This selection of digital prints, drawn from the collection of the Bancroft Library to mark the 80th anniversary of the Spanish Civil War (1936-39), showcases political posters designed by leading graphic artists of the era. Harnessing the communicative capacity of imagery and text, these pieces give striking expression to the anti-fascist Republican cause in its fight against Francisco Franco and the Nationalists.
Professor of English Steven Lee’s book makes a unique contribution to interwar literary, political, and art history, drawing extensively on Russian archives, travel narratives, and artistic exchanges to establish the parameters of an undervalued "ethnic avant-garde."
Lili Loofbourow is culture critic for The Week and a contributor to the New York Times Magazine. Film critic and historian David Thomson is the author of How to Watch a Movie and over twenty other works of film history.
Jeff Chang is author of Can’t Stop Won’t Stop: A History of the Hip-Hop Generation, Who We Be: The Colorization of America, and the forthcoming We Gon’ Be Alright: Notes on Race and Resegregation. Hua Hsu, contributing writer for the New Yorker, is an associate professor of English at Vassar College.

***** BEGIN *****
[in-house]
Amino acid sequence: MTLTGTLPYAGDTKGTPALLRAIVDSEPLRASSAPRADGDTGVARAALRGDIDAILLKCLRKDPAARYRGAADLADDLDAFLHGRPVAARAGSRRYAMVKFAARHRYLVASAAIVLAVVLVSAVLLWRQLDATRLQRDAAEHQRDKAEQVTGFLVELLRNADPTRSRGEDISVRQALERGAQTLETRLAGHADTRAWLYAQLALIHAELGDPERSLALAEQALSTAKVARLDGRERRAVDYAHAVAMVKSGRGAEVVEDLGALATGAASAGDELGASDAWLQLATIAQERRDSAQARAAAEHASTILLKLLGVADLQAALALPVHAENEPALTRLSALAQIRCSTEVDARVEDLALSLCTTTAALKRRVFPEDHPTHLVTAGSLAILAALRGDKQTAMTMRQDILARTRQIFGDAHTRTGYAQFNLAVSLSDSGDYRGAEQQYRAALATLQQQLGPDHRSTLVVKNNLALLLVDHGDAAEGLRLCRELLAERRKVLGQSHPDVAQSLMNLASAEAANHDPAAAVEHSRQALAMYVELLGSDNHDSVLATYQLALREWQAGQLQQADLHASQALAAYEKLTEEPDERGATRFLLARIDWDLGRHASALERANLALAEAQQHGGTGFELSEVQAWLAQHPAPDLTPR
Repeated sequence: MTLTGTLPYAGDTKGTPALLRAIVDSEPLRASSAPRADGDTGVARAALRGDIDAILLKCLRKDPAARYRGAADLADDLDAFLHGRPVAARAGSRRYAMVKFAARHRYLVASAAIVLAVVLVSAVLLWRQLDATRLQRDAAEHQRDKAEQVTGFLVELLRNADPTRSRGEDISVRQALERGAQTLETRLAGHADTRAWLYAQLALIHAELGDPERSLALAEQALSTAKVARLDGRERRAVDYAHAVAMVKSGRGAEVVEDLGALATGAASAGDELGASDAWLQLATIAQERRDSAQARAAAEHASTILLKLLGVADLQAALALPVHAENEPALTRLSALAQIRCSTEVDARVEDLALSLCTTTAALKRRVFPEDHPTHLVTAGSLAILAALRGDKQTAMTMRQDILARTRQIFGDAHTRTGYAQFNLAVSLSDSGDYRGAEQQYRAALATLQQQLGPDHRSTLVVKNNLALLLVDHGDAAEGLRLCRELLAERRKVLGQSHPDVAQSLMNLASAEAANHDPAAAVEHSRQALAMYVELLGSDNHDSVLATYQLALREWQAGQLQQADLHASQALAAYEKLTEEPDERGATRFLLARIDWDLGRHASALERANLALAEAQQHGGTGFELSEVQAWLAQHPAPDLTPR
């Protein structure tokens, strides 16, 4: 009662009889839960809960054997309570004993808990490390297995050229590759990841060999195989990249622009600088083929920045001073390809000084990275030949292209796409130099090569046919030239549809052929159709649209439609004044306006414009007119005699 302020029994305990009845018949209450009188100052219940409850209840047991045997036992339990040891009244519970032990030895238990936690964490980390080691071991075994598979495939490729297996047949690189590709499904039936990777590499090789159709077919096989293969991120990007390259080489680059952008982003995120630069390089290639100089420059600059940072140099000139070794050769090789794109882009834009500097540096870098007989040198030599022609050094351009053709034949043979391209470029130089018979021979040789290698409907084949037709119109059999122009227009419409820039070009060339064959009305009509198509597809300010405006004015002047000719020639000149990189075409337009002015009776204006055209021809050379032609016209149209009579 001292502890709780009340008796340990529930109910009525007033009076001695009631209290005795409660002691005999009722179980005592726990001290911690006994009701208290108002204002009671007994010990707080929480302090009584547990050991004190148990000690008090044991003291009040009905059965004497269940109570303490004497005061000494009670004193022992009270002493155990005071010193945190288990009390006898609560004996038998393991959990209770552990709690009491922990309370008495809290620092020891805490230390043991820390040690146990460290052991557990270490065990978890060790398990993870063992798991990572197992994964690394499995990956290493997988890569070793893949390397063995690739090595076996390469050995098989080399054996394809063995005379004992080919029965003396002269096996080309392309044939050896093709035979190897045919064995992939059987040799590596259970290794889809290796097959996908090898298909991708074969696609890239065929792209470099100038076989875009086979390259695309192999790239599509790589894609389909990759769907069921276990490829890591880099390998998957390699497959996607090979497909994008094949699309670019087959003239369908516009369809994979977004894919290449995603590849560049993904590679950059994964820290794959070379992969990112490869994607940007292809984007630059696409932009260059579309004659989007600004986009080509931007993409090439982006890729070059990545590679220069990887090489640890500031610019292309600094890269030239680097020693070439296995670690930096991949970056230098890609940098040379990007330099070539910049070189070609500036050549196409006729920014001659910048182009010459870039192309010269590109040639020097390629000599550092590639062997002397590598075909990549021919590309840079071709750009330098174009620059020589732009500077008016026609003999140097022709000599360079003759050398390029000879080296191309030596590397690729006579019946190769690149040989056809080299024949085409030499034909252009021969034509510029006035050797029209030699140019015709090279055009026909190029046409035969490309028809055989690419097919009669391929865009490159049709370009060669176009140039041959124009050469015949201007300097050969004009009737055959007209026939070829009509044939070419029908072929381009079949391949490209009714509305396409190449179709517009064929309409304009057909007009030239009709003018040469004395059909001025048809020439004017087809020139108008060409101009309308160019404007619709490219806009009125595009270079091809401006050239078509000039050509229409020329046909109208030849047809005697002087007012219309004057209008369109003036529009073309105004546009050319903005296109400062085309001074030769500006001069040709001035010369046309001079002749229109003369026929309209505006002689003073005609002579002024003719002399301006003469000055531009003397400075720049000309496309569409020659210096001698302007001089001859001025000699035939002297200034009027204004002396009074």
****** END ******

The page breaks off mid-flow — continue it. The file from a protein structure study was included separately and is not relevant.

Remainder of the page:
Weihong Bao’s book traces the permutations of cinema as an affective medium in China, exploring its role in aesthetics, politics, and social institutions.
Authors Stover, Peskin, and Koenig tell the story of the global effort to apprehend the world's most wanted war criminals, and attempt to understand why so many states ignore their legal obligations to arrest and try war crimes suspects.
Christopher Bollas is the most influential psychoanalyst writing in English today. In his Avenali Lecture, he argues that mental pain should not be ignored, minimized, or suppressed through medication, but understood and embraced as a constitutive element of human psychic development.
Natasha Boas is an independent international curator and a regular contributor to Dwell, the Believer, and the Huffington Post. Sarah Thornton, author of Seven Days in the Art World, is former chief art correspondent for the Economist.
Hannah Ginsborg presents fourteen essays which establish Kant's Critique of Judgment as a central contribution to the understanding of human cognition.
Terry Castle, author of The Professor: A Sentimental Education, is Haas Professor in the Humanities at Stanford University. Dave Hickey is an art critic and writer for Rolling Stone, Art News, Art in America, Artforum, Harper’s, and Vanity Fair.